The sound of rape 

The sound of rape – and dissociating.

When an every day event turns horribly wrong.

(No graphic details)

Forging a Deeper Understanding of Flashbacks: Part II

Understanding Flashbacks: Part II – from Paul F. Dell

Understanding Dissociation

Flashbacks have at least four striking features:

1. Flashbacks are experiential, marked by a sense of reliving, accompanied by sensations and affects).

2. Flashbacks are distinctly fragmentary.

3. Flashbacks are autonomous and involuntary.

4. Flashbacks are frequently associated with dissociative amnesia.

In this post, I will focus solely on the first of these — the experiential/reliving quality of flashbacks.

Why Are Flashbacks Experiential Rather Than Cognitive?

Perhaps the best current answer to this question comes from Chris Brewin in England (Brewin, Gregory, Lipton & Burgess, 2010). Brewin is one of the leading cognitive psychologists in the world. He has been studying PTSD and its intrusive symptoms for the last 15 years or so (see also Brewin, Dalgleich & Joseph, 1996). Brewin proposes that humans have two memory systems for episodic and autobiographical memory: (1) a contextual memory system that represents an event via abstract, contextually-bound…

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Complex PTSD – does it always stem from childhood?

Trauma therapist Sara Staggs recently interviewed Dr Bethany Brand about the link between Complex PTSD and Dissociative Identity Disorder. Dr Brand is a world class expert on research into Dissociative Disorders, and their treatment.


Complex PTSD - always from childhood?

Dr Brand also talks about how she first became involved in the treatment of people with dissociative disorders.

Read more from the interview…

Related articles
Complex PTSD (

Other specified dissociative disorder (

Dissociative Identity Disorder (

Treatment Of Patients with Dissociative Disorders (TOP DD) , Dr Brand’s current research

Publications by the TOP DD team

Dissociation within PTSD – evidence

Dissociation in Posttraumatic Stress Disorder: Evidence from the World Mental Health Surveys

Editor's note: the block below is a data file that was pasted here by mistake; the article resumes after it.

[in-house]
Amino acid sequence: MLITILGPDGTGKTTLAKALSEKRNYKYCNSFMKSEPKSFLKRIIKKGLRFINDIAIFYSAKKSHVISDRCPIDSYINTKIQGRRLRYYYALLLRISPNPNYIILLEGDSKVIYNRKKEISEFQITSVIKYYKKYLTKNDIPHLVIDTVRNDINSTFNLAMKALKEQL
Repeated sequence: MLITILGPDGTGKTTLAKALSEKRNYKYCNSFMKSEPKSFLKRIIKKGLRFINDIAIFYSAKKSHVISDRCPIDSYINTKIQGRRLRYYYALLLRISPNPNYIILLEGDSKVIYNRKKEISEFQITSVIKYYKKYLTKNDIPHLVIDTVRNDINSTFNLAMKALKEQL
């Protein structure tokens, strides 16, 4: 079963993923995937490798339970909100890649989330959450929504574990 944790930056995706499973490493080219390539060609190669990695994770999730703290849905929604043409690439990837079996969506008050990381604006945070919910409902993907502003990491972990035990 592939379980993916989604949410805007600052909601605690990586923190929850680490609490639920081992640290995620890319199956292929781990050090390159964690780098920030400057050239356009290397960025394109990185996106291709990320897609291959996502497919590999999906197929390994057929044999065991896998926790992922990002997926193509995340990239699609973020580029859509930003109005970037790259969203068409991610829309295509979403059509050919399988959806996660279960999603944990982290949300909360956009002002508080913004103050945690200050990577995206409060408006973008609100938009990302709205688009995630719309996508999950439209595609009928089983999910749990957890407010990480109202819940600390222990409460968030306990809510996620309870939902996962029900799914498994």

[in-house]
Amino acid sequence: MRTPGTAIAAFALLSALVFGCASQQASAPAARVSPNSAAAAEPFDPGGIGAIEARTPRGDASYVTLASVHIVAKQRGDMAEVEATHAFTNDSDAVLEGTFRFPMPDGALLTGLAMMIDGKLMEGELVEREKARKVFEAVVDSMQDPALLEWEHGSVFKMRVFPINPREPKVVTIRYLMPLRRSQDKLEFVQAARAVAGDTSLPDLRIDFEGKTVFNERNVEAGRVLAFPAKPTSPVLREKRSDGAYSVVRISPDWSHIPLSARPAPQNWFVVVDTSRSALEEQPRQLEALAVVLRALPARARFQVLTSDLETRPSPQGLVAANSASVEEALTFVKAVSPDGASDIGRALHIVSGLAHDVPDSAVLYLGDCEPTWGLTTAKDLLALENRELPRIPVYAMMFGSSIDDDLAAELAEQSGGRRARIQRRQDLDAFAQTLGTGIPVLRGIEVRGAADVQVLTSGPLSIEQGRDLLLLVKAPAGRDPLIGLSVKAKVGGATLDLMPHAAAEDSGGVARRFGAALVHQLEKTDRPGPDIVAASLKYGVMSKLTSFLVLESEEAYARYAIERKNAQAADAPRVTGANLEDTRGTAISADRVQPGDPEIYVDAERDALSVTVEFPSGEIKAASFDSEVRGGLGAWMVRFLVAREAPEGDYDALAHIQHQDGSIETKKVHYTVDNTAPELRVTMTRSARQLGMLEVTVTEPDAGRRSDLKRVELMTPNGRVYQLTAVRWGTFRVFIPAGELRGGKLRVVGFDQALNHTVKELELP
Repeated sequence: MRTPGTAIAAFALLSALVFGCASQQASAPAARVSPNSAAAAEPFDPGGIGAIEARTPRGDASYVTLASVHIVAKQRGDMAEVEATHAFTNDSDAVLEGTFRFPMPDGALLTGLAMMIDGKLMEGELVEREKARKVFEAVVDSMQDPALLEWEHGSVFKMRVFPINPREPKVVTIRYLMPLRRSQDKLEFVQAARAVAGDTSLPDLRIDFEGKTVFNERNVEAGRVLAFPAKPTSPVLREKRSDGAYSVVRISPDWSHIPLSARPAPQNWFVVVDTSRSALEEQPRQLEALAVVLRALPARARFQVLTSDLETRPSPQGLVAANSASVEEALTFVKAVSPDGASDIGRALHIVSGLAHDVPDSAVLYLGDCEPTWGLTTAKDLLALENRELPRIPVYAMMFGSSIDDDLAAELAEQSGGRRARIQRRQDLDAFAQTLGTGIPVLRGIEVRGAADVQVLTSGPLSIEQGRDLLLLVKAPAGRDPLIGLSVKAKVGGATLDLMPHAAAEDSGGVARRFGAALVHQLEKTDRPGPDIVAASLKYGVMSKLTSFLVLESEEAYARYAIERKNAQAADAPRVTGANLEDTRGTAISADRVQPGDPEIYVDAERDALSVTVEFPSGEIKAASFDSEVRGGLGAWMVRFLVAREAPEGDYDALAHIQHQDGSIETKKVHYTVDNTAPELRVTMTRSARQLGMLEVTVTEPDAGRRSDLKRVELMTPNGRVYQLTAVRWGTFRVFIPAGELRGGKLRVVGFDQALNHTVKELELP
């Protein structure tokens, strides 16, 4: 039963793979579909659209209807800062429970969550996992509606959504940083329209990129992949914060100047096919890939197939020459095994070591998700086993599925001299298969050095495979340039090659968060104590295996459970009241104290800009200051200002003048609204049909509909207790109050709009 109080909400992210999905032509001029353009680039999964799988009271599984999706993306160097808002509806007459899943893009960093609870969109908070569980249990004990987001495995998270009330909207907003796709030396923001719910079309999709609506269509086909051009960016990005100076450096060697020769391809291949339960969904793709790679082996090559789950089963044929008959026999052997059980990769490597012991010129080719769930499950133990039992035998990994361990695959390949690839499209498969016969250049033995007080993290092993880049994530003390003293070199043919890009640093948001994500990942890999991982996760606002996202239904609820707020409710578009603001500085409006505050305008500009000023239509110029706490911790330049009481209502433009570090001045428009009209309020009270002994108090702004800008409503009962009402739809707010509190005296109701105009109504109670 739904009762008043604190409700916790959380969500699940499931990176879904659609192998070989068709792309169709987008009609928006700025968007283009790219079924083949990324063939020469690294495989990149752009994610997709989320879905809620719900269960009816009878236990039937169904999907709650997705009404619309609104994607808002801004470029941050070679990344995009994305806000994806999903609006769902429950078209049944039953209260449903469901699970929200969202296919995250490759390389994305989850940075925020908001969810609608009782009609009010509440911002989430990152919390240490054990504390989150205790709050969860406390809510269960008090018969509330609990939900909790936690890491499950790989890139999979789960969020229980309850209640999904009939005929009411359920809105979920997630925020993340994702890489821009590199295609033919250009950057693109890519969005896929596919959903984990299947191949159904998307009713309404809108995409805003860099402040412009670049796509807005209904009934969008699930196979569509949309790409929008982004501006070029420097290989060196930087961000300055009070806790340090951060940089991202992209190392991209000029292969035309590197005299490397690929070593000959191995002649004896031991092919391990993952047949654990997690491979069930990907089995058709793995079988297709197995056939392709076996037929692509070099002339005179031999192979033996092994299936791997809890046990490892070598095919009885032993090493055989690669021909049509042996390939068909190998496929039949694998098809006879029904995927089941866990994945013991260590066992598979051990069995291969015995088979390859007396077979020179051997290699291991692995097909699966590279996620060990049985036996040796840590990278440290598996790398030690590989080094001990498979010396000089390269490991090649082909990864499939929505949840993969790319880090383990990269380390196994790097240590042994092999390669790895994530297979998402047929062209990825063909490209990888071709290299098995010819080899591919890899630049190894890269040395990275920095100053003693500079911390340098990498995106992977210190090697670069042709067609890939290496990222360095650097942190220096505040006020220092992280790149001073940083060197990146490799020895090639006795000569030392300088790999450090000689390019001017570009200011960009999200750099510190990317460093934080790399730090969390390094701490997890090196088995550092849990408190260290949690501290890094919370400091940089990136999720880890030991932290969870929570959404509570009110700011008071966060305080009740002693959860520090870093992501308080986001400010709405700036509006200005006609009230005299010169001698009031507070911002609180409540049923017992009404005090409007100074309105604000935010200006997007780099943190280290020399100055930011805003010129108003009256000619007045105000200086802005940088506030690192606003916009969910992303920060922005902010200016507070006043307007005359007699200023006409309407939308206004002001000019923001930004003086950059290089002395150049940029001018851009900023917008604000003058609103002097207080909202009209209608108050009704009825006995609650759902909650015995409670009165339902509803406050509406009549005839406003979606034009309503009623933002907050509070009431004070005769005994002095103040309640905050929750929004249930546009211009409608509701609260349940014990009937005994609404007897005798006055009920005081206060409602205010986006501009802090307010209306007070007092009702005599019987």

The DSM-5 added a new dissociative subtype of Posttraumatic Stress Disorder (PTSD) last year, but before this was finalized there were concerns that the majority of the evidence for the dissociative subtype of PTSD came from Western counties. The research described here consisted of interviews with over 25,000 respondents across 16 countries in the World Health Organization World Mental Health Surveys in order to assess whether this differed between low/middle and high income countries, and whether this was consistent across a diverse set of countries.

The results showed that dissociative symptoms within PTSD did not differ between high and low/middle income countries after 12 months. Dissociative symptoms were present in over 14% of those with PTSD, and were associated with a number of different factors including more re-experiencing symptoms (for example, flashbacks), high exposure to prior trauma, suicidality and childhood onset of PTSD.

Full abstract of findings:…/abstract

Published in Biological Psychiatry, Volume 73, Issue 4, Pages 302-312. 15 February 2013

Related articlesKeep Calm PTSD awareness

Dissociative Identity Disorder – a discovery from 1584

As part of the research we’re doing into the history of dissociative identity disorder, dissociation and trauma we have been reading early historical accounts of people with multiple identities/personalities. This week we make a discovery that cases go back even further than Paracelsus’s 1646 account, with a detailed description of a person with Dissociative Identity Disorder living in 1584-1885, in France.

Jeanne Fery - the first documented case of Dissociative Identity Disorder.

Jeanne Fery – the first documented case of Dissociative Identity Disorder.

Onno Van der Hart, Ruth Lierens, and Jean Goodwin have provided the first translation into account of her experiences to be written in English. They described how her symptoms matched the clinical criteria for Dissociative Identity Disorder, as a psychotraumatologist and former president of the International Society for the Study of Trauma and Dissociation (which publishes the DID treament guidelines) and the International Society for the Study of Traumatic Stress, Van der Hart is clearly well qualified to make this judgement based on the very extensive accounts of this person’s experience.

What is especially interesting in this case is the great detail used to describe her alter personalities, and their roles. It is brings home the reality of living with DID, describing her abuse history and obvious distress.

History of DID